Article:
After Placement of Dental Implants

Once a dental implant or bone graft has been placed, do not disturb the wound.  Avoid rinsing, spitting, or touching the wound on the day of surgery.  If an implant has been placed there will often be a metal healing abutment protruding through the gingival (gum) tissue.

If you received a bone graft, you may find some small granules in your mouth for the first several days.  This is because the graft material is made up of many particles.  Do not be alarmed by these.  It’s normal to have some of them come out of the graft site and into your mouth.  There are some things you can do to minimize the amount of particles that become dislodged:

  • Do not disturb or touch the wound.
  • Avoid rinsing or spitting for the first day to allow blood clot and graft material stabilization.
  • Do not apply pressure with your tongue or fingers to the grafted area, as the material is movable during the initial healing.
  • Do not lift or pull on the lip to look at the sutures.  This can actually cause damage to the wound site and tear the sutures.
  • Do not smoke for 2 weeks following surgery.

On the day following the surgery gentle rinsing would be acceptable, but not too vigorously as you can disturb some of the bone graft granules.  If a partial denture or a flipper was placed in your mouth, you may have to see your restorative dentist to have it adjusted and learn how to remove and replace it appropriately.


Drink plenty of fluids.  Avoid hot liquids or foods.  Soft foods and liquids should be eaten on the day of the surgery and for several days following the surgery.  Avoid chewing directly on the area(s) where the implant and/or graft was placed until at least your first post-operative appointment with Dr. Gumplinger.


Be sure to take antibiotics as directed to help prevent infection if they were prescribed to you.


Do not rinse or spit on the day of your surgery.  This tends to disturb the blood clot, open the wound, and can prolong the bleeding and slow the healing.  You should not have a significant amount of blood in your mouth after surgery.  Saliva can be swallowed, even if it is slightly blood tinged.

Keeping your mouth clean after surgery is essential to reduce the risk of infection.  Start salt water rinses the day following your procedure.  Use one teaspoon of salt dissolved in a glass of warm water and gently rinse with portions of the salt solution, taking 5 minutes to use the entire glassful.  Repeat as often as you like, but at least 4-5 times a day and always after eating.  Continue with the rinsing for 2 weeks after surgery.

Do not brush the teeth in the area of surgery until we direct you to do so, which is typically about 2 weeks.  When brushing, be very gentle.  When expectorating, also be gentle.

We will prescribe an antibacterial rinse (Peridex, Chlorhexidine) for certain procedures.  This rinse should be used in the morning and at bedtime after your routine mouth care.  Do not eat or drink or rinse your mouth after using the medicated rinse.  Using this rinse more than two times a day may cause staining of the teeth.

You may be given an Oxyfresh Gel.  You can begin using the gel twice a day the day after your surgery.  In the morning after breakfast, clean your teeth, rinse with the Peridex and then place a small (pea size) amount of gel on your clean fingertip and gently apply to the surgical site.  Leave the gel in place; do not rinse or spit after applying.  Repeat this process just before bedtime.  It is fine to sleep with the gel in your mouth.  These instructions do vary from those on the Oxyfresh package; this is intentional so please follow the instructions we have provided for you.  The Oxyfresh gel brings stabilized oxygen to the surgical site and helps to speed the healing process.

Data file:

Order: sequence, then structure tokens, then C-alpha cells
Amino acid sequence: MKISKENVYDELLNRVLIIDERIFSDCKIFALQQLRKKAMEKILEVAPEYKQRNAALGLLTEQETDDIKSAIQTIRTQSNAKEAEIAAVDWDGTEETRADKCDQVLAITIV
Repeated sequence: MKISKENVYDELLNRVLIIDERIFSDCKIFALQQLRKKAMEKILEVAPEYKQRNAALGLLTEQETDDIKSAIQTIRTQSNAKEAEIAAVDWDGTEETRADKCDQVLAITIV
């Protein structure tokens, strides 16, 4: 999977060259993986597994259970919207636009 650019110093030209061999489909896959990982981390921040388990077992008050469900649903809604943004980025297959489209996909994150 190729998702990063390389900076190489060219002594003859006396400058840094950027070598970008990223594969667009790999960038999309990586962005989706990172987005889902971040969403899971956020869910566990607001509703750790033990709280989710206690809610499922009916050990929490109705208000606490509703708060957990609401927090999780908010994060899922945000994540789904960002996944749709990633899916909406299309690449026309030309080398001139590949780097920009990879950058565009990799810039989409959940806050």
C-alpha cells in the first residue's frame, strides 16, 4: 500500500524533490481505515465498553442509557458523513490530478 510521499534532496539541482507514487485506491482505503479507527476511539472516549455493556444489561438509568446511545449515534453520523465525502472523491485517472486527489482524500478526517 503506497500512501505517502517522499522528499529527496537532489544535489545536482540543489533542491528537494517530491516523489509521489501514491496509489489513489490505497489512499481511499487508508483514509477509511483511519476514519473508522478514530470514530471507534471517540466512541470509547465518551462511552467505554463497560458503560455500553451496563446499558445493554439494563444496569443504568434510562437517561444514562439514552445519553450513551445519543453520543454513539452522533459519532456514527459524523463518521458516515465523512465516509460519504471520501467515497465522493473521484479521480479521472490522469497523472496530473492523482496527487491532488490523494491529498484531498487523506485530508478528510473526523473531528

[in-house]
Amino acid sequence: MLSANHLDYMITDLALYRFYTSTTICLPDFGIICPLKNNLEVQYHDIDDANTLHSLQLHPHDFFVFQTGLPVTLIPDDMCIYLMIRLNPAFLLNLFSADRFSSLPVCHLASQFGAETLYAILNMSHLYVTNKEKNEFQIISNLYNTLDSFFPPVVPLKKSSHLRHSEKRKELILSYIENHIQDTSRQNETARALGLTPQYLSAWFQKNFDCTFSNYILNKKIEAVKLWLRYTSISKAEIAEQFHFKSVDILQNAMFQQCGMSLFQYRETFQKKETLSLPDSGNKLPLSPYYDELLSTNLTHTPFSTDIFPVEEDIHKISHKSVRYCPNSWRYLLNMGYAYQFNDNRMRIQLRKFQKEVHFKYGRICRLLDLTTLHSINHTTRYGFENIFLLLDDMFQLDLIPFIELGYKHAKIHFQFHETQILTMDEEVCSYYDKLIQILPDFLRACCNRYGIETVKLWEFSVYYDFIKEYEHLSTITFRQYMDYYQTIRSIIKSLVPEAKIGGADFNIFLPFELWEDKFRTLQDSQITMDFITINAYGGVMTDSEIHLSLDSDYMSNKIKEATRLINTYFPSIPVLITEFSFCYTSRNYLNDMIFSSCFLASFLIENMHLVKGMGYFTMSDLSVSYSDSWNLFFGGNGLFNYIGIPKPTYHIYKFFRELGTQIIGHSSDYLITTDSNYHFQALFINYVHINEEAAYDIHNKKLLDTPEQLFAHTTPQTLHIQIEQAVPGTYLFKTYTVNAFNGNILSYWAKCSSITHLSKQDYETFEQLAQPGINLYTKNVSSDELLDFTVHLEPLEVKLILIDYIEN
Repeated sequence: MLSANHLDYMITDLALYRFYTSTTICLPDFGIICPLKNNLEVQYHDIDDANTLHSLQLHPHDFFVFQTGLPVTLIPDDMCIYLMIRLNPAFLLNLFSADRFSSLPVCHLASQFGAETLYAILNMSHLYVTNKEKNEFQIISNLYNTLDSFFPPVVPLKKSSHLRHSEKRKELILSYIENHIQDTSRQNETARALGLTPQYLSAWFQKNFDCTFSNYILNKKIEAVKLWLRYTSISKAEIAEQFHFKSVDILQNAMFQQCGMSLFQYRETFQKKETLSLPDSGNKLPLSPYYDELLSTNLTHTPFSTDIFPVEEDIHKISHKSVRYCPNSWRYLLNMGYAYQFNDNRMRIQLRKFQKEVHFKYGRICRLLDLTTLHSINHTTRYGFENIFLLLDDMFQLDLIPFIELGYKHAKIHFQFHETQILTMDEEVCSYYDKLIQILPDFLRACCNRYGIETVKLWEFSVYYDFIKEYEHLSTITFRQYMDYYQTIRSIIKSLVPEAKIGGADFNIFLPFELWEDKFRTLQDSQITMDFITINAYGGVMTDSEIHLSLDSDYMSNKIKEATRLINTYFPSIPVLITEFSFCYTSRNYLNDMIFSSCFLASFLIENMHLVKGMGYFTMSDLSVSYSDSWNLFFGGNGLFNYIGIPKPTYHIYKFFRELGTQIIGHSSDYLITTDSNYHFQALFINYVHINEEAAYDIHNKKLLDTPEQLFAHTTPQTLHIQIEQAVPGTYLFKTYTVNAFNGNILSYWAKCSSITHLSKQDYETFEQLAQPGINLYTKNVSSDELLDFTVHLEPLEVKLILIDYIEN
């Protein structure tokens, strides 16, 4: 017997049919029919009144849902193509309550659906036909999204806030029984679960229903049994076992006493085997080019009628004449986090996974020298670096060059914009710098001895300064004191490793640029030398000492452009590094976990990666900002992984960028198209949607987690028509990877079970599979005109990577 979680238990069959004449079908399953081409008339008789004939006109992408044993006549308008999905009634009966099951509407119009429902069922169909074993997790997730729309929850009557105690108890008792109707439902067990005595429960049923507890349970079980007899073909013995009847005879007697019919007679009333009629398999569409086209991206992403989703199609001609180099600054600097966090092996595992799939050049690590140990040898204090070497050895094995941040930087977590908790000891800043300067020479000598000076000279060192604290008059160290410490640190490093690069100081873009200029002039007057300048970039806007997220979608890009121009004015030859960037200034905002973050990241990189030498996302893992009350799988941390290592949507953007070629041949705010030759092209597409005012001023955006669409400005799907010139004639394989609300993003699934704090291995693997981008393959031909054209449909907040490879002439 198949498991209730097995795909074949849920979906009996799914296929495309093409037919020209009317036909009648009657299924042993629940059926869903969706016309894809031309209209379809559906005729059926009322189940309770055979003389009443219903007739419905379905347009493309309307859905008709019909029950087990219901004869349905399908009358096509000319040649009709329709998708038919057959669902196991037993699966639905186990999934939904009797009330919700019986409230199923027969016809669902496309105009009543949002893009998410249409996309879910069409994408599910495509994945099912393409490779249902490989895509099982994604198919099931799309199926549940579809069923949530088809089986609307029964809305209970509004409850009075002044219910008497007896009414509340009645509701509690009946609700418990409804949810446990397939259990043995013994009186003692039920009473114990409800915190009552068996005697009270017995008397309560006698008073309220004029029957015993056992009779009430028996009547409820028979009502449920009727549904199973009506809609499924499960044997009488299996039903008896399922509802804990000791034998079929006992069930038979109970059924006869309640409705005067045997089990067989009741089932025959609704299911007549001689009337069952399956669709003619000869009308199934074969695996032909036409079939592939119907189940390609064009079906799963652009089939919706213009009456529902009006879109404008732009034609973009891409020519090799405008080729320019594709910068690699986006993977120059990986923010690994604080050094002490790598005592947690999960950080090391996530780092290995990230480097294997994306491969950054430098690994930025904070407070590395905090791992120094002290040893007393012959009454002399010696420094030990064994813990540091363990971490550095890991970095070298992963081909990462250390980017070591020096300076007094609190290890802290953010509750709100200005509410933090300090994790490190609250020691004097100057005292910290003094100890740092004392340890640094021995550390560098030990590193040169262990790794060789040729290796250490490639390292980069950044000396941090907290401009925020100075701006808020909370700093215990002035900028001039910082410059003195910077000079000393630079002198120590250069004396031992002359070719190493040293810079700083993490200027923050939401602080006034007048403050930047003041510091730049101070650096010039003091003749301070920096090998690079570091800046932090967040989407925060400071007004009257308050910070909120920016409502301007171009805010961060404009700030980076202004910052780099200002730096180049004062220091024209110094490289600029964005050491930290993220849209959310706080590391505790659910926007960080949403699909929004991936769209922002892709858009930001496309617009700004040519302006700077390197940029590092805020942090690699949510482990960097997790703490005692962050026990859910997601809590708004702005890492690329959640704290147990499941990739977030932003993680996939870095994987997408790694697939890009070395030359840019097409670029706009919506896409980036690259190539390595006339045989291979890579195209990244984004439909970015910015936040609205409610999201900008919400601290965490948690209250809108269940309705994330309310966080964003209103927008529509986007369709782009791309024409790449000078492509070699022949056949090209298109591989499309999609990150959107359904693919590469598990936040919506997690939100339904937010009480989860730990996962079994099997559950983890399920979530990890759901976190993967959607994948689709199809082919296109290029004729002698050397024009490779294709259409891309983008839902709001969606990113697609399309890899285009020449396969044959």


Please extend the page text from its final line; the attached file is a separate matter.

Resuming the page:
Severe pain is usually not experienced, but some pain and discomfort is to be expected after surgery.  For mild to moderate discomfort use Ibuprofen (Advil, Motrin) 200mg two tablets every four hours.  Extra strength Tylenol can also be taken every four hours.

For more severe pain, use the prescription given to you.  If the pain does not begin to subside in two to three days, please call the office.


DO NOT SMOKE for at least 2 weeks following surgery.  Smoking dramatically increases the risk of implant failure.  Why not take this opportunity to quit smoking altogether?


Partial dentures, flippers, or full dentures should not be used immediately after surgery until your post-operative appointment unless you have been instructed otherwise.  Please contact the office if there are any questions.  If you have a temporary flipper to wear do not place it until the numbness (freezing) is gone.  When it is placed, it should not touch the gums in the area of the surgery.  If it does, this can cause ulceration of the wound edges and breakdown of the suture margins.  If you have questions about the fit of your flipper, partial or full denture, do not wear it until your dentist or our office can see you.


In many instances a healing cap or abutment was placed over the implant.  This will look silver and will be emerging through the gums.  Do not stretch your lip to inspect the area as this will cause wound breakdown.  Be very cautious not to eat or chew on these temporary implant covers as it will place undue movement on the implant(s) below and can cause implant failure.

It is our desire that your recovery be as smooth and pleasant as possible.  Following these instructions will assist you, but if you have questions about your progress, please call the office.  Please try to call during office hours.  If you are experiencing an emergency you may contact the office at any time at #604.439.7874 for further instructions.